The annual TU Dublin Retail Symposium took place on March 20 & 21 at the Faculty of Business, City Campus, Aungier Street, Dublin. The symposium focused on smart retailing and the development of smart retailing strategies through innovative technology adoption, featuring a variety of speakers from academics to members of leading FMCG companies and the grocery retail sector.
Austin Hughes, Former Chief Economist with KBC Bank, shared his insights on consumer sentiment: “Ireland has kept an annual record of consumer sentiment since 1996. This is particularly important because economics is a social science, and much of what happens in an economy is related to how people ‘feel’ about what happens rather than the precise details of what is happening. In 2008, the Consumer Sentiment Index (CSI) in Ireland hit the lowest point since records began and this reflected peoples’ reaction to the severebanking crisis.
2020 saw another low point as the pandemic hit and late last year, levels fell to similar lows as we were hit
with spiralling energy costs and rampant inflation.” However, the latest CSI figures show an increase, which he described as very good news: “It reflects the fact that people have survived a very difficult winter, energy costs are reducing and there are some reasons to be optimistic about the rest of the year. Having said that, the figures for
February 2023 are way below where they were in February of 2022 since that survey was completed just before Russia’s illegal invasion of Ukraine and the subsequentspike in food and energy prices.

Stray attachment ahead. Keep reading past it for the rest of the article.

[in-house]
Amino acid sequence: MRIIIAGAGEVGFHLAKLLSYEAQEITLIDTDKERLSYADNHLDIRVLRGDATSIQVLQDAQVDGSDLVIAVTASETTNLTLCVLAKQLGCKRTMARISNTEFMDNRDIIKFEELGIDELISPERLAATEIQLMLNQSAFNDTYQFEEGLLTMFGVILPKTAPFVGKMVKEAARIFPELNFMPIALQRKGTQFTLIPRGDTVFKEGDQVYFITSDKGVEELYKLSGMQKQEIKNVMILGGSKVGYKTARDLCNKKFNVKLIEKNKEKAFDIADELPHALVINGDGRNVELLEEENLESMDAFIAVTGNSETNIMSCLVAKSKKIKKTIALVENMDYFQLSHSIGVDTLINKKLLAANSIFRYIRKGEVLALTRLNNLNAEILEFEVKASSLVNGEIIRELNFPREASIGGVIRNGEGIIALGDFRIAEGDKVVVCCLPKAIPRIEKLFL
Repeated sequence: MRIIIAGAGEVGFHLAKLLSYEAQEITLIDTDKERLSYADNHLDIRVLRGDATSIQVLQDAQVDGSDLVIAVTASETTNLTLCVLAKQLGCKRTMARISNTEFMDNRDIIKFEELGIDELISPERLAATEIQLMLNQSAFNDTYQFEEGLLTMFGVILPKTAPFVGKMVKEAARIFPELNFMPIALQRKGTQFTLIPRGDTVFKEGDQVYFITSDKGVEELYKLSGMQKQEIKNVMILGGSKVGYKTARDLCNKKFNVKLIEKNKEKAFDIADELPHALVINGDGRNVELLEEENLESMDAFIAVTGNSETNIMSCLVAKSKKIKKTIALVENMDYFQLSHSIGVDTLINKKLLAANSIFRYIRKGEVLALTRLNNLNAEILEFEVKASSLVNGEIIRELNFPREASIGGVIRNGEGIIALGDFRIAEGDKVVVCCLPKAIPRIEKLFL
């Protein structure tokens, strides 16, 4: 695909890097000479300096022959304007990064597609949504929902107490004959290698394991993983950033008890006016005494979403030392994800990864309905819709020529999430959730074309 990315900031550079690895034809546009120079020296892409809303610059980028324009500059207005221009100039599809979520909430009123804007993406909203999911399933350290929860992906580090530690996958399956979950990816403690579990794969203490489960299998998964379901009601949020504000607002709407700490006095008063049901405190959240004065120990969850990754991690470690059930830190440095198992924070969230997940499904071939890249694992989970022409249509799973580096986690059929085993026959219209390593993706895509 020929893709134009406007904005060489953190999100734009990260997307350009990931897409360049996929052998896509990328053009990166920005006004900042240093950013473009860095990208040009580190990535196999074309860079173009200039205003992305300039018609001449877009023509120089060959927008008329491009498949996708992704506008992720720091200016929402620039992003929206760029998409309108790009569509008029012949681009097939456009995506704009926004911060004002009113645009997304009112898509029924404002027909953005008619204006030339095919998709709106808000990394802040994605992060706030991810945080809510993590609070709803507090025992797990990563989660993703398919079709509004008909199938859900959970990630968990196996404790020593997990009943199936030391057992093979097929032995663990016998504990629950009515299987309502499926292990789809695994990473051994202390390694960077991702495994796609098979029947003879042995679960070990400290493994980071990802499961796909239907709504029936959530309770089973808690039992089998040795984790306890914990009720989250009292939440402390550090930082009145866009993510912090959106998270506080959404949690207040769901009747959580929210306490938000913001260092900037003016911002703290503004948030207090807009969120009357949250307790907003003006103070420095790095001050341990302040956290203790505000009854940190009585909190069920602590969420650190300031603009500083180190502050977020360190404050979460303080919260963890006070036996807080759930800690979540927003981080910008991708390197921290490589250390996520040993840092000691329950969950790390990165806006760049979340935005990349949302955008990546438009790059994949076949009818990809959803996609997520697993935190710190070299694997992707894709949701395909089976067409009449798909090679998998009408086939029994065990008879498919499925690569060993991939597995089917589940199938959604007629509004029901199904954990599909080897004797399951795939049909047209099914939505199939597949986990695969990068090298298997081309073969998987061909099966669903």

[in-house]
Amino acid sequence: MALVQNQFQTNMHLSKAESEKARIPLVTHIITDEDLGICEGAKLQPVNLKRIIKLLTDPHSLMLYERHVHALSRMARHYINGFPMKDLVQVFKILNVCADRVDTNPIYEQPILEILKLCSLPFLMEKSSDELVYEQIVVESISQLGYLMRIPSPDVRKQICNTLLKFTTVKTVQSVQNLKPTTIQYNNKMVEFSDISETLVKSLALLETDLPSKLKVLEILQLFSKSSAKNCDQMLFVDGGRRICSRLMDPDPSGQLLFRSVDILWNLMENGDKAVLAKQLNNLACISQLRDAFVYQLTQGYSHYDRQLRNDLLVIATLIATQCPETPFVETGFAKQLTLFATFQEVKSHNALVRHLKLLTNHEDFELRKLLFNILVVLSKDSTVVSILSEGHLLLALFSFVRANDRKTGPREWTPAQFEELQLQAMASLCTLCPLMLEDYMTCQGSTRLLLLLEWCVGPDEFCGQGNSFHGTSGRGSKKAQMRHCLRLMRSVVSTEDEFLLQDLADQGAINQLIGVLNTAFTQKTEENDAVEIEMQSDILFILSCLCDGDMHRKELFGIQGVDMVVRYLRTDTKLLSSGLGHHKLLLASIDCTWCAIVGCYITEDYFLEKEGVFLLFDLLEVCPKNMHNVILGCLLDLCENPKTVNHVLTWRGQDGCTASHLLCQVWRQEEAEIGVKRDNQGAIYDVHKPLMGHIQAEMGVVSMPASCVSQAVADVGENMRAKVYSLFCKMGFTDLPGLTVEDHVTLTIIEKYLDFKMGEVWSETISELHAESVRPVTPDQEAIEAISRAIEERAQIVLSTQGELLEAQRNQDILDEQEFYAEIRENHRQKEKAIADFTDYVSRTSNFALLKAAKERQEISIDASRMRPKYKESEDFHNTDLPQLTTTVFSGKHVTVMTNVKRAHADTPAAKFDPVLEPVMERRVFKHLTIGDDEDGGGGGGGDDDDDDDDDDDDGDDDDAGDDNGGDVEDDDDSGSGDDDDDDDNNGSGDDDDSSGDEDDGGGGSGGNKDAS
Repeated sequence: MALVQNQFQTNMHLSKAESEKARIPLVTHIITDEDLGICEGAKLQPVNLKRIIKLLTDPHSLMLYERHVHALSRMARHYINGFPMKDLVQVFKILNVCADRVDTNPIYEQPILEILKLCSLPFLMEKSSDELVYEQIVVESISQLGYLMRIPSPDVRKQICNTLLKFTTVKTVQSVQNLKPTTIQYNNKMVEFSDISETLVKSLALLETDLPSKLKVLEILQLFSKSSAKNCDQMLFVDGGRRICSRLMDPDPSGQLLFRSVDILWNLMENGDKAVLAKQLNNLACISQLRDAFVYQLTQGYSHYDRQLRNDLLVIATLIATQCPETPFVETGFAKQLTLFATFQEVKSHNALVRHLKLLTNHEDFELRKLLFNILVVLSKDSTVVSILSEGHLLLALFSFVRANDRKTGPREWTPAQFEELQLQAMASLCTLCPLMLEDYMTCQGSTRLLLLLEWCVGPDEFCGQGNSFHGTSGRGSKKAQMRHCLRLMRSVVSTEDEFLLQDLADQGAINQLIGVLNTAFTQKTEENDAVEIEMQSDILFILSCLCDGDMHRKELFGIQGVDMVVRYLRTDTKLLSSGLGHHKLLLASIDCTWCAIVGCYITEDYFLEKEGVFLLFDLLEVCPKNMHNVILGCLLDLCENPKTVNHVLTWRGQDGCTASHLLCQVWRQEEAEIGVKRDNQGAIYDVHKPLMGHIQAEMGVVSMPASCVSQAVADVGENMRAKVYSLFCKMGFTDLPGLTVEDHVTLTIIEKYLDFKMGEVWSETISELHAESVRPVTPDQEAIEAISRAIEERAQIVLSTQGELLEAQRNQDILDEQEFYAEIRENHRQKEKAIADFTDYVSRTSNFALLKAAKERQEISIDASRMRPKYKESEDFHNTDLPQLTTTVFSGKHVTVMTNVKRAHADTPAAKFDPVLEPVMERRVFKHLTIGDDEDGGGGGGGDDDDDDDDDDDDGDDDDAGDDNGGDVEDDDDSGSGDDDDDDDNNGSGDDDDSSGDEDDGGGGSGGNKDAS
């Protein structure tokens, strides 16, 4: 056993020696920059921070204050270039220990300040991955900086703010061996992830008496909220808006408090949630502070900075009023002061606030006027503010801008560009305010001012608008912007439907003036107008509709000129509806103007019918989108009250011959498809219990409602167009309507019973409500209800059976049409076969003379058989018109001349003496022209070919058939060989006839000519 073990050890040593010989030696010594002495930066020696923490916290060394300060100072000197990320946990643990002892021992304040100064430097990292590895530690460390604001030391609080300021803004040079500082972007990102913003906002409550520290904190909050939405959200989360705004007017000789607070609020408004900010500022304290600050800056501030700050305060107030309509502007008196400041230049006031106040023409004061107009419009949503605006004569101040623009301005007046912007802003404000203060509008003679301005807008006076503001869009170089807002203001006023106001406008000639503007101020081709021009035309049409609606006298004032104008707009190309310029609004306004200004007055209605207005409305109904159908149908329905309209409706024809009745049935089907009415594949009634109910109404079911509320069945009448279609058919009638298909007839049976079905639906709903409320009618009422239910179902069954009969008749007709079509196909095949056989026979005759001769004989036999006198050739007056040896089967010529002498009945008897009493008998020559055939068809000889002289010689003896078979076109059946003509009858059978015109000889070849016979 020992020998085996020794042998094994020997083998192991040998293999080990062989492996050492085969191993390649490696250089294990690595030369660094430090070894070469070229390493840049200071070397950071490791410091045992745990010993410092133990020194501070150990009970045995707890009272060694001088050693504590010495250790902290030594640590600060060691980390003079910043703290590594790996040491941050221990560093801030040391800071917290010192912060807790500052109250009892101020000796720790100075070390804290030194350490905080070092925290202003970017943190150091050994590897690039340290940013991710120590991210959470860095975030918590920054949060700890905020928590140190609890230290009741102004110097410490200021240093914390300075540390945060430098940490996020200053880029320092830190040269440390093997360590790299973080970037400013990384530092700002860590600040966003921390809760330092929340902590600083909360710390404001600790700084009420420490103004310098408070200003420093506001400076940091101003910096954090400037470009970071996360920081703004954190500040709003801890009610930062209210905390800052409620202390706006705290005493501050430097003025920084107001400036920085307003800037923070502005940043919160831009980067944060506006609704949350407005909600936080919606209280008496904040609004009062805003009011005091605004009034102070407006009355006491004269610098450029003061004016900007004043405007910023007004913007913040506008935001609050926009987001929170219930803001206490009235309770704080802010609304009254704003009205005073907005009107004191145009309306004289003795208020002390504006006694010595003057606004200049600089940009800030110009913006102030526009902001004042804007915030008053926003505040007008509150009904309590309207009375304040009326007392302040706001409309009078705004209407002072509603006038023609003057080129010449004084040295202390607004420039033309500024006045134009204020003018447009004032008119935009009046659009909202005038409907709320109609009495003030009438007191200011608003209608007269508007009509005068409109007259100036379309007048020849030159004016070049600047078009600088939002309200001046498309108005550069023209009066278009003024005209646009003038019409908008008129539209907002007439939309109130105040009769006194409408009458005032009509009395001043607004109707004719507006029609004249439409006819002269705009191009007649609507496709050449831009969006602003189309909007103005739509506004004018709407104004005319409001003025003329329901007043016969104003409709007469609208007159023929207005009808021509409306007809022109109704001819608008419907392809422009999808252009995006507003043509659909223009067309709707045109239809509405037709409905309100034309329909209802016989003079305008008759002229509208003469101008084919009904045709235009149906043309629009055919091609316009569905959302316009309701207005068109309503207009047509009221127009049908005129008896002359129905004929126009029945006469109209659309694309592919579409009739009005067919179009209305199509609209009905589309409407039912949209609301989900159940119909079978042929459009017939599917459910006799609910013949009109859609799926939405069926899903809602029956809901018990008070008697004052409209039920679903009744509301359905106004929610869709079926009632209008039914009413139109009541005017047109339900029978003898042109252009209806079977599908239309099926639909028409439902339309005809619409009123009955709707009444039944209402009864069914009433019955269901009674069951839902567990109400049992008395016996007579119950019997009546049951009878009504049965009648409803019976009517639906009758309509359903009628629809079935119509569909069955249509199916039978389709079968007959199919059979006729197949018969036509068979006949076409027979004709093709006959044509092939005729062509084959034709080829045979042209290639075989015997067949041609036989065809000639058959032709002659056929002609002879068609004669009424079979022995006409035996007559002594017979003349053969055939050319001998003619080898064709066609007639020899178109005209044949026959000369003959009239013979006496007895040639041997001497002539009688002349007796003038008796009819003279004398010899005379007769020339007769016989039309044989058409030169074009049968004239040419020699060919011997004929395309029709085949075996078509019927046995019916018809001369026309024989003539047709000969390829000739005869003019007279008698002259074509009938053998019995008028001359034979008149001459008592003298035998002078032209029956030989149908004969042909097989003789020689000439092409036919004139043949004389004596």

The precise number of the CSI does not matter as much as the trend, and we are seeing an upward trend so far this year. The value of knowing this is that it can help brands prepare a strategy for how to interact with consumers over the year.”Economist Jim Power provided some additional context for the retail sector here, “Ireland had one of the most stringent lockdowns in Europe. When we emerged from it, there was a lot of optimism and a spending boom. However, the supply chain had been disrupted and demand exceeded supply, which led to some inflation.
This likely would have balanced itself out before long, were it not for the invasion of Ukraine by Russia last year, creating huge pressure on food and energy prices. The major result of all of this was dramatic increases in
interest rates, which came as a shock to consumers who had become used to historically low interest rates over the
previous decade.” Power went on to stress, however, that the Irish economy is quite resilient.
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